Resources for Mature Learners

Whether you are making a career change or thinking about coming back to work after taking time off, consider a career as a Health Care Assistant. As an HCA, you can truly make a difference in your community, earn competitive wages and benefits, and be a valued member of a health care team.

For insight into the experience of other mature learners who have completed an HCA program, watch this video.

Watch the following videos to learn more about the role of an HCA:

Check out these WorkBC profiles for more information:

We know that your time is valuable, and returning to school while balancing commitments can be a challenge. At approximately seven months long, these HCA programs are a good return on your investment and may even offer flexible delivery options during weekends and evenings, and online.

Nursing Access and Bridging Programs

If you have already trained as an HCA and you wish to advance your studies, you can put your prior learning as an HCA toward other post-secondary programs, such as Nursing Access and Bridging Programs. These programs support the move from HCA to Licensed Practical Nurse, and from Licensed Practical Nurse to Registered Nurse. These programs are designed for those with HCA education and experience to receive nursing credentials more quickly.

Financial Support

If you need financial assistance in order to enroll in an HCA program, there are options available. Please contact an HCA education program about available financial supports, or follow the links for more information about loans, scholarships, bursaries, and more:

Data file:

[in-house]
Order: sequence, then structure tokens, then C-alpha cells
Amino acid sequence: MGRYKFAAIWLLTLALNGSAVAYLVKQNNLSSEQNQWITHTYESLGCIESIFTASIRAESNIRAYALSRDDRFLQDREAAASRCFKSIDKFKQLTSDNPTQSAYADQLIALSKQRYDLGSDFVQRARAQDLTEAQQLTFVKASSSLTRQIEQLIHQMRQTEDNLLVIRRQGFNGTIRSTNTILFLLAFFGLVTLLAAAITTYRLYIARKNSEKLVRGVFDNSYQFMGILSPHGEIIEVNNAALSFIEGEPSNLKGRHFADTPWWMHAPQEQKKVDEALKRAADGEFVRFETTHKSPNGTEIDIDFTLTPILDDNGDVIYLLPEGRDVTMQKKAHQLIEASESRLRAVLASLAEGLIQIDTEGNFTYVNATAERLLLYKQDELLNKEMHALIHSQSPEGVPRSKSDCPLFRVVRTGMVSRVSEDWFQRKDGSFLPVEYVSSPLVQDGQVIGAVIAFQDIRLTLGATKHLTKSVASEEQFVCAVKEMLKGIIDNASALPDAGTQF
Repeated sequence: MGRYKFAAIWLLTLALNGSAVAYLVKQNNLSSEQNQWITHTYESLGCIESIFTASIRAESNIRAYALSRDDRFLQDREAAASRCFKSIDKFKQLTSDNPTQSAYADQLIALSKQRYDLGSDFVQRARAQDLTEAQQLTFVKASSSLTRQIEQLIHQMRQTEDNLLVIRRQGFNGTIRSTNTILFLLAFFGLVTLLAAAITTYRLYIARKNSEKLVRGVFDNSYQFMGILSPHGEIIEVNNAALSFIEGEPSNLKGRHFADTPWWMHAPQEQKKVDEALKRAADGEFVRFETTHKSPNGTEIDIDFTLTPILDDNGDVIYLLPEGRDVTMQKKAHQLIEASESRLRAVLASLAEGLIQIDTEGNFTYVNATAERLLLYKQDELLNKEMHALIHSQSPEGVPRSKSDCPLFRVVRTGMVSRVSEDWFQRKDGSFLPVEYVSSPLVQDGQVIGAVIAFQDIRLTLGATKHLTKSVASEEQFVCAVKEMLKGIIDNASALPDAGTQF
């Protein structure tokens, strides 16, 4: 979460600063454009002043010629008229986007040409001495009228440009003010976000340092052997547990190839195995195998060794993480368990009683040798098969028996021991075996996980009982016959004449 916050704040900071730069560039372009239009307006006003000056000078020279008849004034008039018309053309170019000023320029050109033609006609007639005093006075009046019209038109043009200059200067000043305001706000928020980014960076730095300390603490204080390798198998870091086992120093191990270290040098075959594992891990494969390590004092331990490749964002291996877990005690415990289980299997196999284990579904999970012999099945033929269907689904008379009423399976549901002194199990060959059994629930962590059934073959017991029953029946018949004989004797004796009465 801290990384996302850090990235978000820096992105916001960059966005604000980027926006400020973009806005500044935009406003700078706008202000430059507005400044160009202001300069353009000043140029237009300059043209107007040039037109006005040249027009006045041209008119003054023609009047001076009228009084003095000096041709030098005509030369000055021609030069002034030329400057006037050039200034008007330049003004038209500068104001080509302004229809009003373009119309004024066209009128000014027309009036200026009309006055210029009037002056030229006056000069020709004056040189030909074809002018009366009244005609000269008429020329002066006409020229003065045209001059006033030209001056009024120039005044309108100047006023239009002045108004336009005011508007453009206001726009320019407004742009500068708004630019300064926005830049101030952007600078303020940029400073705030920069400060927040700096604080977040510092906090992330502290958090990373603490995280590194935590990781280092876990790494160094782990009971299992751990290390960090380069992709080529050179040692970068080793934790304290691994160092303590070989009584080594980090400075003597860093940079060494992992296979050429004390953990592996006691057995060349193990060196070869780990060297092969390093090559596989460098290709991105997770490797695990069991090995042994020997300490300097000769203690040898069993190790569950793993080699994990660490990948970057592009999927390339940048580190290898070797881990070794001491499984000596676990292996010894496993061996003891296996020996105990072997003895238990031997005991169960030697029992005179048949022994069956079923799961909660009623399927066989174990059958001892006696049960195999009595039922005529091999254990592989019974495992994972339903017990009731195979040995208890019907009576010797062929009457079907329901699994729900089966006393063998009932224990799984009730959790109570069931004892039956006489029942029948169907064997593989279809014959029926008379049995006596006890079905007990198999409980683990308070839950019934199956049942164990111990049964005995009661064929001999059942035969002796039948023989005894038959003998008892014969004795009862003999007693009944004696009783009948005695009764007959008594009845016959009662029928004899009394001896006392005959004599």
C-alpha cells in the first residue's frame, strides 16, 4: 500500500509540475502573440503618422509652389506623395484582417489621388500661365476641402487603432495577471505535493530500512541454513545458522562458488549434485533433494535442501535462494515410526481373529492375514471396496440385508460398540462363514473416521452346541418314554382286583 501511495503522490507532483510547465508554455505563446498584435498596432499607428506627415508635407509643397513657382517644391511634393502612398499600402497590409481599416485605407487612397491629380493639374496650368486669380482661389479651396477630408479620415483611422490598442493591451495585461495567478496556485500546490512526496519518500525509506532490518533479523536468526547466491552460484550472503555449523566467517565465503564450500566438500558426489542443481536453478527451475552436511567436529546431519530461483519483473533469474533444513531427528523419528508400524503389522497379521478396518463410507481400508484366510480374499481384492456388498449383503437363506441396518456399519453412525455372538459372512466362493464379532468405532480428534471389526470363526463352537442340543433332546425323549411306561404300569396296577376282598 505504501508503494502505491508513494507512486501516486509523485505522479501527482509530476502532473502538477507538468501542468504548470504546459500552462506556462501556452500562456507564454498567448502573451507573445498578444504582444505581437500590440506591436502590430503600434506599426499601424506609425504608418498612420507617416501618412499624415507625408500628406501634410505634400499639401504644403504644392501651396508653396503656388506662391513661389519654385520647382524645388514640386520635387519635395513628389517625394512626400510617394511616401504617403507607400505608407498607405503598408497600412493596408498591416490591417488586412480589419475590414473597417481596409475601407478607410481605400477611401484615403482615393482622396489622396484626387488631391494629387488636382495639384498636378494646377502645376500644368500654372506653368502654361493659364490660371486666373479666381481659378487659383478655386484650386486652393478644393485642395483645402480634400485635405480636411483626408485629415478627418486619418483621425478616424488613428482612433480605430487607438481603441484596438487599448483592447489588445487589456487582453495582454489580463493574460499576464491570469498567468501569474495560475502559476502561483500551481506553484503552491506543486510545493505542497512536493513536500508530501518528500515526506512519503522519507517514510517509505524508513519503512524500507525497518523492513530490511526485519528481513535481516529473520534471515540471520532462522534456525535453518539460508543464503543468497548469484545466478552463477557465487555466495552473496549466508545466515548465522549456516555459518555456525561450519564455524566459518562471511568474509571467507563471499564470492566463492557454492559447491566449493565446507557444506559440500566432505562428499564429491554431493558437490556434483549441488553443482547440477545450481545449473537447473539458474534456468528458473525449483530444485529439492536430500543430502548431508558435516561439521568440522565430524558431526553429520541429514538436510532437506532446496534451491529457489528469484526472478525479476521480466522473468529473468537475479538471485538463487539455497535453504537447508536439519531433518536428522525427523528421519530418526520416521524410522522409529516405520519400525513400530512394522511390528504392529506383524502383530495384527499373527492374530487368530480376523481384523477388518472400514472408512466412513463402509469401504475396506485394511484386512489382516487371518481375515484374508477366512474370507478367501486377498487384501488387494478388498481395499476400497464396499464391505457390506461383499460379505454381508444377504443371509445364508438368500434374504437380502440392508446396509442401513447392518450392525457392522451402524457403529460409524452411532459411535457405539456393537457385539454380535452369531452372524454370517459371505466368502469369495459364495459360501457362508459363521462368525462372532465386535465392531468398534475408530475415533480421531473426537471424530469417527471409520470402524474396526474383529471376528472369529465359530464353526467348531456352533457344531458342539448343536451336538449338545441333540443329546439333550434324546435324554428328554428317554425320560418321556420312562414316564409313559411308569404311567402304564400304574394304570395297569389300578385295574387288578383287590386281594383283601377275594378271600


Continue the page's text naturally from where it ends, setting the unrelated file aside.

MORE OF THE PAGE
Other Resources

Health & Safety

SafeCareBC is a not-for-profit society working to ensure injury-free, safe working conditions for long-term care workers in BC. Their website provides resources for injury prevention and safety training.

WorkSafeBC offers health care injury prevention resources by topic (chemical and physical hazards, dementia, general ergonomics, general safety, infectious disease, patient handling, slips and trips, violence) and by sector (home care, social services).

Violence Prevention

The Provincial Violence Prevention Curriculum (PVPC) was developed in 2010 to fill a need for effective, recommended, and provincially recognized violence prevention education for all British Columbia health care workers across a range of care settings, including affiliate organizations. The PVPC was refined and updated in 2015 to align with trauma-informed practice, dementia care, and pediatric care principles.

WorkSafeBC, Dementia: Understanding Risks and Preventing Violence
This resource provides information about the way clinical care approaches and interventions can prevent or minimize the risk of injury to workers when caring for people with dementia.

Choose a Career in Providing Care

Site Map

Privacy Policy

Terms Of Use

Contact Us